The chilli was robust, unusually spicy (for "ang moh" food) and complex in flavours. Possibly the best version of this American staple I've tried.

Pique Nique
391A Orchard Road
Takashimaya #B1-01/02
Tel: 6238 6705
Open daily from 10am to 9.30pm


Chili's Grill & Bar, Tanglin Mall

Even though we're married, we always make time for our friends. We're not one of those couples that "drop off the face of the earth" and retreat into our own "2-person world". This was something we decided a long time ago when we first started dating. My friends are important, and I will always make time for them. Besides, they were there first in my life, before the Hubs came along. 

Besides, it's never a good thing to stagnate in our personal growth when we get into a relationship.I believe a healthy relationship is one that allows just enough space so you don't suffocate each other. Of course, what is defined as "enough space" is all relative really. What I deem to be "enough space" may be "suffocating" to someone else.

This is why I make it a point to see my friends at least once a month. This way, we make sure we don't drift apart just because we have other things happening in our lives, like family and work.

So, anyway, Ernie, the Joey to our Monica and Chandler, called us out for dinner at the last minute. The good thing about Hubs and I living the children-free life is that our plans are always fluid. We never really have a concrete plan for anything so we're super flexible in fitting our friends into our daily life. So, we picked Ernie up after work and went off for dinner at Chili's, where Ernie is most happy eating his burgers, with cheese of course.

This was of course, Ernie's order of Fried Cheese ($9) crispy breaded mozzarella sticks served with a very generic ketchup-and-chilli-sauce based marinara dip.

Ernie's Southern Smokehouse Bacon Big Mouth Burger ($22) was an extra thick-cut brown sugar and chile-rubbed bacon topped with smoked cheddar cheese crispy onion strings, mayo, shredded lettuce, tomatoes and pickle and a piquant sweet-ish spiced BBQ sauce.

The sizzling plated Mushroom Chicken Jack Fajitas ($26) was such a delight for mushroom lovers like us, with moist and marinated grilled chicken smothered in green peppers and loads of sauteed button mushrooms

The Monterey Chicken ($24) is a must-try, with one of the moistest grilled chicken breast meats around, layered with BBQ sauce, applewood smoked bacon, and topped with a layer of melted cheese and diced salsa tomatoes. This is served with sides of a yummy black pepper mash and very oily but delicious sauteed mushrooms.

Chili's Grill & Bar
#02-23 Tanglin Mall
163 Tanglin Road
Tel: 6733 3317
Open Sundays to Thursdays from 11am to 10pm, Fridays and Saturdays from 11am to 11pm
Website: http://chilis.sg/


Pastamania, Funan Digitalife Mall

This is a bit of a backdated post. I'd met up with Adee and Jal for our monthly lunch date and we headed to where else but Pastamania. Apart from the food court, coffee club and pizza hut, this is the next possible lunch place because it's halal.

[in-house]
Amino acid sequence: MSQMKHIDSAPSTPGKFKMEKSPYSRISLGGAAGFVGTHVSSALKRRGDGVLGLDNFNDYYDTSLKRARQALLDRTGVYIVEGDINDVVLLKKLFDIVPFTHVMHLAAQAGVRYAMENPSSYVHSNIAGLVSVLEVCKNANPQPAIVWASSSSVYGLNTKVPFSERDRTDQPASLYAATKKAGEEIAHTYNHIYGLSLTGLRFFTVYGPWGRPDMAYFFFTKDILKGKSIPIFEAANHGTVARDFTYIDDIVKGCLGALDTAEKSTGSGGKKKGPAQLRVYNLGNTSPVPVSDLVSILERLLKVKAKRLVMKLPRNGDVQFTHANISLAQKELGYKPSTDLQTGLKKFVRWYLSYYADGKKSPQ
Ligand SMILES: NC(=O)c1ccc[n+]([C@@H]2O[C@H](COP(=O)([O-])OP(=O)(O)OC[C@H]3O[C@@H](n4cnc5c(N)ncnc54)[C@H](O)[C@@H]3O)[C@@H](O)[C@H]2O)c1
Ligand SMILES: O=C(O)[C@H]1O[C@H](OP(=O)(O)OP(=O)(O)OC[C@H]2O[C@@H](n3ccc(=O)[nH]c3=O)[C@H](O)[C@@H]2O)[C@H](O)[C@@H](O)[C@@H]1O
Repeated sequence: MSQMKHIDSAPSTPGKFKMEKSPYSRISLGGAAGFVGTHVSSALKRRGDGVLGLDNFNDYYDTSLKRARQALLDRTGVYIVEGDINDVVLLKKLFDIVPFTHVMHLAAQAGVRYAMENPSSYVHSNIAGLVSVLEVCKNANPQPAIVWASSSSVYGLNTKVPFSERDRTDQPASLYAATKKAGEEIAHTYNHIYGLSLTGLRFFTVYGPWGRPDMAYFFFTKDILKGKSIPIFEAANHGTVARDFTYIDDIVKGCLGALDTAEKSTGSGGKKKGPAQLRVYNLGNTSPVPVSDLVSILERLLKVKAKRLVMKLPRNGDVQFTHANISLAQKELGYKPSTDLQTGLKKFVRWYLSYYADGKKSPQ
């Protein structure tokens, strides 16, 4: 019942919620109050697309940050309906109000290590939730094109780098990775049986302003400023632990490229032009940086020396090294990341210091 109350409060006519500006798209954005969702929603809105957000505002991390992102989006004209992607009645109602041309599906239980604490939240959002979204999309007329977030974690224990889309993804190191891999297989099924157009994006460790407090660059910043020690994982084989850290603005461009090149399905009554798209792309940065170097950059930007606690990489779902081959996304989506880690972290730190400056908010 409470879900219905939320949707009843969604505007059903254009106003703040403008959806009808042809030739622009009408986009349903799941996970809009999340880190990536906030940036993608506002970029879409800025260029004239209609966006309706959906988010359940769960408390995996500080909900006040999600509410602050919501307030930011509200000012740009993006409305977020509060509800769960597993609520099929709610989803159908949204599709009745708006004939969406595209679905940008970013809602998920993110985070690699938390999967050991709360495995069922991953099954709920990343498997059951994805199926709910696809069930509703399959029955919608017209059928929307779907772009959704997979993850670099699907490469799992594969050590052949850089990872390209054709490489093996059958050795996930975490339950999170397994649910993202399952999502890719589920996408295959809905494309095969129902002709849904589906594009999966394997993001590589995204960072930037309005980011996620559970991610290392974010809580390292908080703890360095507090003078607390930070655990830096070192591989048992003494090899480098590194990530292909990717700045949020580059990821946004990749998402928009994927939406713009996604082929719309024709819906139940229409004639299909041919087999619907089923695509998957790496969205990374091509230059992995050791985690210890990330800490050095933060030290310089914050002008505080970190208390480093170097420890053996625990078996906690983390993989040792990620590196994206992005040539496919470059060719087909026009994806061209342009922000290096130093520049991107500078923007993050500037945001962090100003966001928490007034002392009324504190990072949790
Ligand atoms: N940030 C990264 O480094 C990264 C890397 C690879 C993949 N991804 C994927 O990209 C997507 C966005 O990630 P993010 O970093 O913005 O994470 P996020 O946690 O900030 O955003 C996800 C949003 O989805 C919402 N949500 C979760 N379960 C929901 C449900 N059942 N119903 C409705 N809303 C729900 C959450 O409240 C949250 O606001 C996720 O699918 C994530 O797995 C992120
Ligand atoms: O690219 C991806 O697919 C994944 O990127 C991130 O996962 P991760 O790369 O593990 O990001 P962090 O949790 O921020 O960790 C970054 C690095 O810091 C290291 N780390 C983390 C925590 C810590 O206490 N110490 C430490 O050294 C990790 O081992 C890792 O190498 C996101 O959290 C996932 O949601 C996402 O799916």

The Seafood Marinara ($10.90), while generic, was redeemed by the fresh seafood. Squid was done well, soft and cooked through but not rubbery. Prawns were fresh and sweet. And clams were delectably chewy and briny.

The Bacon Aglio Olio ($7.70) was loaded with fried garlic pieces, so it ended up being very fragrant and flavoursome. It helped that the crisp bacon was in abundance as well.

109 North Bridge Road
#01-08 Funan Digitalife Mall
Tel: 6337 3428
Open daily from 11am to 10pm
Website: www.pastamania.com.sg


Crystal Jade Kitchen, Suntec City Mall

Crystal Jade Kitchen has started offering homestyled cuisine. Dishes that you see commonly in most households' homecooked dinners are now featured in a brand new section of this casual Cantonese dining chain's menu.

We tried a couple of their dishes and were quite impressed. It's got that simple, comfort food factor that we don't even realize that we've missed in our lives.

As there's only 2 of us in our household, it really doesn't make sense for me to cook at home. The time and money spent having a homecooked meal is simply not justified for 2 persons. That's why we eat out or take out everyday. So, it's nice to enjoy homecooked dishes/dishes tasting like homecooked ones every once a while.

The Sauteed Scrambled Eggs ($10.80) with black fungus and shredded meat was very well done, eggs were barely cooked through so they were still soft and fluffy but not rubbery. The strips of lean pork imparted just enough flavour while the  black fungus provided some crunch and texture.

The Steamed Beancurd ($9.80) topped with minced pork and diced mushrooms was such a simple uncomplicated dish, with the most delicate of soy marinades lending just that little bit of taste. We'll be back to try the rest of the dishes in this section.

Crystal Jade Kitchen